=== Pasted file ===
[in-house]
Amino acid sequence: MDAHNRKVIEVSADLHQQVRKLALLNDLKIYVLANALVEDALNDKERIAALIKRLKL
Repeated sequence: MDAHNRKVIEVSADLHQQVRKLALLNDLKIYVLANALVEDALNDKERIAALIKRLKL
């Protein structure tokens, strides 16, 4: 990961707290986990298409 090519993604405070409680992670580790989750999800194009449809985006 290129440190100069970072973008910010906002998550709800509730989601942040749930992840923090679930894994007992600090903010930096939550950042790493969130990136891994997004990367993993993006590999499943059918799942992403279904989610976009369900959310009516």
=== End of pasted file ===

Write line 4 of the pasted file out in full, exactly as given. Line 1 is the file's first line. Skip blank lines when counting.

């Protein structure tokens, strides 16, 4: 990961707290986990298409 090519993604405070409680992670580790989750999800194009449809985006 290129440190100069970072973008910010906002998550709800509730989601942040749930992840923090679930894994007992600090903010930096939550950042790493969130990136891994997004990367993993993006590999499943059918799942992403279904989610976009369900959310009516």